Category: Industry, music

Last month, Pigeons & Planes and New Torch Entertainment launched a new series,Inside Track. Our goal is to create a place where music industry insiders give their honest perspective on important issues for artists at any level.

Our first conversation discussed how to convert online buzz to successful touring. This time around, we asked independent labels about streaming.

There’s no denying that the emergence of the streaming model has forever changed the industry. Physical sales are a thing of the past, and 2014 was another indicatorthat digital downloads are on their way out, too. Indie labels Neon Gold, Cascine, and Mom+Pop shared their experiences of how streaming has shifted their business models and strategic marketing plans for their artists.

Providing insight:
Julia Willinger, VP of A&R at Mom+Pop
Derek Davies, Owner of Neon Gold
Jeff Bratton, Owner of Cascine

As a music consumer and fan, do you use any streaming service regularly and pay for it for personal use?

Julia Willinger: I love using Spotify and SoundCloud, although neither one is perfect. I use SoundCloud for music discovery and my job as an A&R. I use Spotify to listen to albums both new and old, and I love making playlists or listening to my friends’ playlists. I don’t necessarily discover bands on Spotify and I don’t use SoundCloud to listen to bands I’m a fan of—unless it’s the only way to do so. I am loving Beats 1 and still figuring out Apple Music.

Derek Davies: We’ve been longtime Spotify devotees since adopting the UK service in the early years of Neon Gold, before it launched stateside. But I’m definitely interested and excited by the possibilities of Apple Music, especially given everything Zane Lowe and Beats 1 are doing over there. It’s an exciting time for the industry!

Jeff Bratton: Spotify is my go-to. I’ve been a paying member of the platform for years. It’s clean and easy to organize. I’m just hoping that more niche electronic labels will start delivering their music to it too. I also use Apple Music and see a lot of value in Beats Radio. And of course I’m on SoundCloud every day.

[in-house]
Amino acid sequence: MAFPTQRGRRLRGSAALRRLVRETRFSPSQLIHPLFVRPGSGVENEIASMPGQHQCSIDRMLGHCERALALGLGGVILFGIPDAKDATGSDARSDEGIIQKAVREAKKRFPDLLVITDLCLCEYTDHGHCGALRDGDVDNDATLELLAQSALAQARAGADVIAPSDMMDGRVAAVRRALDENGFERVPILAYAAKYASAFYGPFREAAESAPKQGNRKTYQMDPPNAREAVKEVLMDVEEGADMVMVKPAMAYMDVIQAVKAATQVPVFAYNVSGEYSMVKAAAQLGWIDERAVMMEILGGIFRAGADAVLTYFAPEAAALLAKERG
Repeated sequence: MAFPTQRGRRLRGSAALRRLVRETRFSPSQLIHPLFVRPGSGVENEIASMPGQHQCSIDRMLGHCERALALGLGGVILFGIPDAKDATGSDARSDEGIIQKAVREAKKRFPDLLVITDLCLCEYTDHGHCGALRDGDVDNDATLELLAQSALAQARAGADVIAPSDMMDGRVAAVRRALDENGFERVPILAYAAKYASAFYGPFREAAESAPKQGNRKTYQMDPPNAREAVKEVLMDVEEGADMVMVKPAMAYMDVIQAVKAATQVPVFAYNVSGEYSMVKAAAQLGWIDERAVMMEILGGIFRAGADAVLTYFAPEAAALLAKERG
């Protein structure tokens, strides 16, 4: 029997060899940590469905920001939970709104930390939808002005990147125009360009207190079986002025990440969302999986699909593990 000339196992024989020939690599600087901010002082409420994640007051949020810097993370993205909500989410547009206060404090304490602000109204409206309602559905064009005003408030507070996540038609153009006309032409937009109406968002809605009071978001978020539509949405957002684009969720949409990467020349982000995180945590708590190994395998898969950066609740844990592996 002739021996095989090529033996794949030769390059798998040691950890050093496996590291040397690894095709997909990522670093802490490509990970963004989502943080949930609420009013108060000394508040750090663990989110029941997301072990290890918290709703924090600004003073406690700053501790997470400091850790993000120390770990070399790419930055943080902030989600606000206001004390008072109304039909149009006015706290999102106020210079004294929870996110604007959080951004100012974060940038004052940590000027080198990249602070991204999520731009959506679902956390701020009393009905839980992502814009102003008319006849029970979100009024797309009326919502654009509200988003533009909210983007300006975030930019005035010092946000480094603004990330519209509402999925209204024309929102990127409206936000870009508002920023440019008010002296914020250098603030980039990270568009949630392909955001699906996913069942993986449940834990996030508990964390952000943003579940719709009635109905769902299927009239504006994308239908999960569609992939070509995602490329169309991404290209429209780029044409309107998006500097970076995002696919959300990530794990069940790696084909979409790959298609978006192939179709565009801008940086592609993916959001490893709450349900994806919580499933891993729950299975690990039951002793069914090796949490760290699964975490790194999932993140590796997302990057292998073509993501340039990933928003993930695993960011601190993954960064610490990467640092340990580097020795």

What are your thoughts on TIDAL? Do you think that high fidelity audio consumption is something that the “casual music fan” cares about? Is there a significant enough audiophile consumer base to justify high fidelity audio streaming?

JW: TIDAL felt confusing and still does. It feels like everything they are preaching is contrived. Like people behind curtains said, “How are we going to compete with Spotify and Apple? Well, let’s make our product hi-fi, exclusive, and more expensive. Oh, and make sure it’s for artists by artists.” None of that feels authentic to me. The hi-fi option is awesome but I don’t think most people who are streaming notice or care.

JB: TIDAL’s a good idea in theory, especially as it relates to exclusive and curated content, but I don’t think it’s aligned just right. I don’t see the average consumer of commercial pop wanting high bitrate audio as much as listeners of various electronic genres, for example. I think TIDAL’s fated to be a niche platform.

I don’t see the average consumer of commercial pop wanting high bitrate audio.

Has the overall accessibility of music—especially thanks to Spotify, SoundCloud, and YouTube—adjusted the way you plan a release timeline/album campaign?

DD: Absolutely, and even more so now with Apple Music and Beats 1 as such amazing champions of new music. Just the other day we premiered Fetty Wap’s remix of The Knocks’ “Classic” with Zane Lowe on Beats 1, immediately followed by a SoundCloud premiere on FADER, and …Read More